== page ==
Green Tomato Chutney

Did you have to get your tomatoes in this year before the frosts hit? Some were still green? Well here is an idea of what to make them into, delicious spicy Green Tomato Chutney. This is the first year we’ve made this at Herne Cottage and should be just perfect in time for Christmas!

Recipe adapted from ‘The WI Book of Jams and Other Preserves’

Green Tomato Chutney

Makes about 3 kg (7 lb)

2kg (4lb) green tomatoes
500g (1 lb) apples
250g (8 oz) raisins
625g (1 1/4 lb) shallots
15g (1/2 oz) root ginger
8 green chillies
2 tsp salt
500g (1 lb) brown sugar
600 ml (1 pint) malt vinegar

Chop the tomatoes, peel and chop the apples and shallots and put into a large preserving pan. Chop or bruise the ginger and put in a muslin bag with the chillies (whole). Add all of the rest of the ingredients to the pan and bring to the boil, stirring until all the sugar is dissolved. Then simmer for about 3-4 hours until desired consistency is reached (about the same as a curry or stew). Remove the muslin bag and pour into warmed, sterilised jars. Cover and label.

Green Tomato Chutney

Green Tomatoes in Pan ready for Chutney!

October – Final Harvest

October was the month for the final harvest for us at Herne Cottage. The last veggies left in our beds were tomatoes, beetroot, runner beans and chard. We’re hoping the Kale will keep going throughout winter – one year it even survived through snow! Just perfect for adding to winter broths with chestnuts and leftover Christmas ham. We decided to get all the tomatoes in before the frosts, which meant that some were still green. No problem however as they made a perfect Green Tomato Chutney!

So all that’s left to do is a final tidy of spent plants for winter, then planning next years garden when the new seed catalogues fall on our mat just after Christmas!

Final Harvest - Beetroot and Tomatoes

Final Harvest - Beetroot and Tomatoes

July in the Kitchen Garden

July was the month that the main harvest started and we’ve enjoyed plenty of peas, French green beans, courgettes, chard and lettuce to keep our kitchen larder stocked! The second early potatoes were also ready towards the end of the month and we’ve been enjoying those especially with seasonal fish suppers. The veg beds need constant weeding and tidying this time of year also to allow the veg to have the best conditions to come through, along with lots of watering and feeding to allow their fruits to swell! We’ve also been pinching out out tomato plants to allow them to concentrate on swelling their fruit and feeding regularly also. Towards the end of the month/early August the first kale and runner beans were ready to pick.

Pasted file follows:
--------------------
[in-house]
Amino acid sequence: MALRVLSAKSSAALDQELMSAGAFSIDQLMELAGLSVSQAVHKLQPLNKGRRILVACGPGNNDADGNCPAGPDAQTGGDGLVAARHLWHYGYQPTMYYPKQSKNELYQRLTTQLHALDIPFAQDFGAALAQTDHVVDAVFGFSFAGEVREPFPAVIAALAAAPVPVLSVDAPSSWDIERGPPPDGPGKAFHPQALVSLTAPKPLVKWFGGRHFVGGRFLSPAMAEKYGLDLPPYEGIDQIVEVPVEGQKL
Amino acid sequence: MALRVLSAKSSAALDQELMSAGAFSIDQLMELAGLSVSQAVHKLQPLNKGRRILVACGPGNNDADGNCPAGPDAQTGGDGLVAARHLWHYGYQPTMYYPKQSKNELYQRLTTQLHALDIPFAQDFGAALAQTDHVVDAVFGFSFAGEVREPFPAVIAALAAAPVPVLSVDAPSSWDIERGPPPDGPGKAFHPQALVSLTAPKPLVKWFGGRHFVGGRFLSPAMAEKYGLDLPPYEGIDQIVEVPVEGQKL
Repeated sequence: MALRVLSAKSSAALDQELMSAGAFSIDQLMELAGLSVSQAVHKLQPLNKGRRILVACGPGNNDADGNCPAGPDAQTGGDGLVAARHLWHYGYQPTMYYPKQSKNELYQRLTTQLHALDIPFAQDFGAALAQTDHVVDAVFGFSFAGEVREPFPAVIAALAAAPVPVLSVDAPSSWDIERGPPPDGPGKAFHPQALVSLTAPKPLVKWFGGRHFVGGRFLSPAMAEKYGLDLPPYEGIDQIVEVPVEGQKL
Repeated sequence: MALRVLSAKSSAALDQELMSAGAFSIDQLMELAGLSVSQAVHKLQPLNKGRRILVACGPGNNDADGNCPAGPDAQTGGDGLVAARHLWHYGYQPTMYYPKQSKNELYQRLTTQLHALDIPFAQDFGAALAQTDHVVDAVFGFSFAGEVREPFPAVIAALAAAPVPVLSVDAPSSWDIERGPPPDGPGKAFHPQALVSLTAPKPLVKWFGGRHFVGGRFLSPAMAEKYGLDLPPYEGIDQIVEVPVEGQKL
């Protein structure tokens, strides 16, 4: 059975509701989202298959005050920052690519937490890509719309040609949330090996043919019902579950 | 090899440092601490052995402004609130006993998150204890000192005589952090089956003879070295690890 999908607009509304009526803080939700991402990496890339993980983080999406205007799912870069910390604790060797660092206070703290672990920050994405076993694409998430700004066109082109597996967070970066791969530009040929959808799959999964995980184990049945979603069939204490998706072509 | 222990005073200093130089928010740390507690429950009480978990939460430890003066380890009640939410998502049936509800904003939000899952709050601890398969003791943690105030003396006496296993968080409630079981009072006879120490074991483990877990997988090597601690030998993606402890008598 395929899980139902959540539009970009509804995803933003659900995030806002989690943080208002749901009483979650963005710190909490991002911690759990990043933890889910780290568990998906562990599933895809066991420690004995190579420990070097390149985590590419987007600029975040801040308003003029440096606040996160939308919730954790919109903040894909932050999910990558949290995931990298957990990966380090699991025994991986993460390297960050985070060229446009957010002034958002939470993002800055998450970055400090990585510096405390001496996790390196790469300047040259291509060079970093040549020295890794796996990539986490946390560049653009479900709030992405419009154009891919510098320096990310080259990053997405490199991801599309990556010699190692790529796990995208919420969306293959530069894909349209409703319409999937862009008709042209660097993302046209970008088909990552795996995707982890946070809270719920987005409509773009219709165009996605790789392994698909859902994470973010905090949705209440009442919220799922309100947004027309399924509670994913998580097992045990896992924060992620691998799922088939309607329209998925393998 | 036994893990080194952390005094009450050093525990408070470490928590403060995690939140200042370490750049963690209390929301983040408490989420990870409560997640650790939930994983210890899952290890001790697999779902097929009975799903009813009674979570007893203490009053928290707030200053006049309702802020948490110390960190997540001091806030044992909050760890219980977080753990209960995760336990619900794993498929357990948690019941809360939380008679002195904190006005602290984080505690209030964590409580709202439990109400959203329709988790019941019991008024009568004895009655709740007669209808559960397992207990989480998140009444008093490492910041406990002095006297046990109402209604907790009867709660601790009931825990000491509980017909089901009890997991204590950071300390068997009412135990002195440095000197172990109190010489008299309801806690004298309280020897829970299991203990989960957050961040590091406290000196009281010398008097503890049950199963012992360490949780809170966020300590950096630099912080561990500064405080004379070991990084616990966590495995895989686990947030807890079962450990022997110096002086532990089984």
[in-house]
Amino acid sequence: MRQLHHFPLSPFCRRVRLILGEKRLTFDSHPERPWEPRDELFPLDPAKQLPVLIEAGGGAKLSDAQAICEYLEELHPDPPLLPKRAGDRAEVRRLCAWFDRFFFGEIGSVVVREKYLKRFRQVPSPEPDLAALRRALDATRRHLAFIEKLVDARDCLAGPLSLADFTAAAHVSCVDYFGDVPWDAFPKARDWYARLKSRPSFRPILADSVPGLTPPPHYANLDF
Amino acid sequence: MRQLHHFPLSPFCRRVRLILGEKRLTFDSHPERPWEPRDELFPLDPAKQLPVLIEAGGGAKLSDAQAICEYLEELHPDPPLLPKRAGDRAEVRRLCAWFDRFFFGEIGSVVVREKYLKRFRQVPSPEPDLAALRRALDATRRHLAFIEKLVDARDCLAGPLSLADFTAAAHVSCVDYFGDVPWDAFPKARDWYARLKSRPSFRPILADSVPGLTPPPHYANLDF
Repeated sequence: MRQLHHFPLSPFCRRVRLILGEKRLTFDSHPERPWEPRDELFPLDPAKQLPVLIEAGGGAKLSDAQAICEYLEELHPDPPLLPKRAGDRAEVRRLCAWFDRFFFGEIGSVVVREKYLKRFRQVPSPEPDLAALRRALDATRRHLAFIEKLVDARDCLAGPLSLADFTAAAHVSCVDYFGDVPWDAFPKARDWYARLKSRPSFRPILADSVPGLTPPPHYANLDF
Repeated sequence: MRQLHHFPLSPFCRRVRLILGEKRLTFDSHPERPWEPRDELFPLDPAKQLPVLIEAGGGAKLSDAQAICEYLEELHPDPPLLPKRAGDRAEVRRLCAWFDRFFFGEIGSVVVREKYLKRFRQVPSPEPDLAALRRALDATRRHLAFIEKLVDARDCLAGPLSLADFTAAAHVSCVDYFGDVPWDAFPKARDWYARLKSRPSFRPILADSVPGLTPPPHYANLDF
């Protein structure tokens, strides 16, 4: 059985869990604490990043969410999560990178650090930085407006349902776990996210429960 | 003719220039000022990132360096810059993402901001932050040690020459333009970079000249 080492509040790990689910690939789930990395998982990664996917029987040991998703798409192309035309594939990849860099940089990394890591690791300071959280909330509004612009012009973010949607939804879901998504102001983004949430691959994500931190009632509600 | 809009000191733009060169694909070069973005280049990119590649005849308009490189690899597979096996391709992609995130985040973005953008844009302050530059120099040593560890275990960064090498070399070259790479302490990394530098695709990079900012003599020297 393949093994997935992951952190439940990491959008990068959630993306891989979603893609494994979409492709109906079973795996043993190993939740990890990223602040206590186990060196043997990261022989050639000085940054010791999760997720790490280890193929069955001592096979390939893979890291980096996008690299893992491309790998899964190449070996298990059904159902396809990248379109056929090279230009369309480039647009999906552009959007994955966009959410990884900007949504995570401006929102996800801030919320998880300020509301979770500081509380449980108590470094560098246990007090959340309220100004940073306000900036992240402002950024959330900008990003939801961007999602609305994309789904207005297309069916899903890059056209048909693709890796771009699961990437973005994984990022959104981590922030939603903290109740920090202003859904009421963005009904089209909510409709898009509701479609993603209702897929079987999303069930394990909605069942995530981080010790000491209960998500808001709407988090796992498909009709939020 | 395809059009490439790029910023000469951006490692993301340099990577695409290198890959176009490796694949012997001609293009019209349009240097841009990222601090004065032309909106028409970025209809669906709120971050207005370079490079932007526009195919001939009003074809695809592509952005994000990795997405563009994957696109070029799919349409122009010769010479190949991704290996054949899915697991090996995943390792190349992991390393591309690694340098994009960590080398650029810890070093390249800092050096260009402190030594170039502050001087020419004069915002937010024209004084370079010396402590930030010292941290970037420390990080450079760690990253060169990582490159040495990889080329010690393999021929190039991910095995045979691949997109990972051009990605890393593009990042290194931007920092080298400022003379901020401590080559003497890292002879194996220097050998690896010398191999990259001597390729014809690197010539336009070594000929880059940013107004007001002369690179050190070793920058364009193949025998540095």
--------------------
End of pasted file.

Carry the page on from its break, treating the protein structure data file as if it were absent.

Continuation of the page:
The fruit garden has been abundant this year for us, helped by the combination of some warm sunny days to help ripen the fruit, but also rainy days to help swell it and make nice and juicy! We were still picking strawberries well into the month, along with blackcurrants, blueberries and raspberries. The blackberries are also early to ripen this year and we have picked a good 500g already! Now the only decision left is what to make with them?!

Here are some pictures of our harvest:

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June in the Kitchen Garden

Wow – what a lot of rain we’ve had this month. Still, it has been very good for our kitchen garden and encouraged it to grow rapidly (as well as the weeds – lots of frantic clearing needed yesterday!). It’s our first real month of proper harvesting and we’ve enjoyed lettuce, peas, mangetout and plently of strawberries so far. We also harvested the last of the Cavolo Nero (black kale) before the cabbage white butterflies have a chance to lay their eggs! The last of our self raised seedlings went in the ground and bigger pots (wherever there was room basically!), so we now have our runner beans, french beans courgettes and tomatoes well into full growth – along with everything else! The potatoes, beetroot, spinach and chard are growing well – and our artichokes are MASSIVE!! Shame you only get one per plant, but we have to say, they do look spectactular!! Will have to search italian recipe books for how to use these.

So how have we used all this harvest? Well, the lettuce speaks for itself and we’ve been enjoying lovely salad for lunches and dinners for most of the month. The Cavolo Nero went into a mushroom and cheese omelette, and we’ve been adding the few peas (if and when they make it to the kitchen!), to risottos, summer stews etc. Strawberries have been the best so far, and as well as having bowls of them with luscious double cream for dessert, Rachel has made the main harvest into jam today (see strawberry and gooseberry jam recipe here). They are still cropping too so we’re expecting more yet. Oh and we’ve had our first few raspberries and the redcurrants are ripening nicely too!

Our wild food foraging this month has been centered around the abundant crop of elderflowers there seem to have been this year. They are definitely the taste of summer as far as we are concerned, so we’ve made them into some Elderflower Cordial. This will give us a refreshing drink ingredient, or lovely syrup for those strawberries and some ice cream!

Hope you’ve enjoyed reading – do share your kitchen garden stories too and we’ll see you next month :)

Tomatoes in their little greenhouse on the patio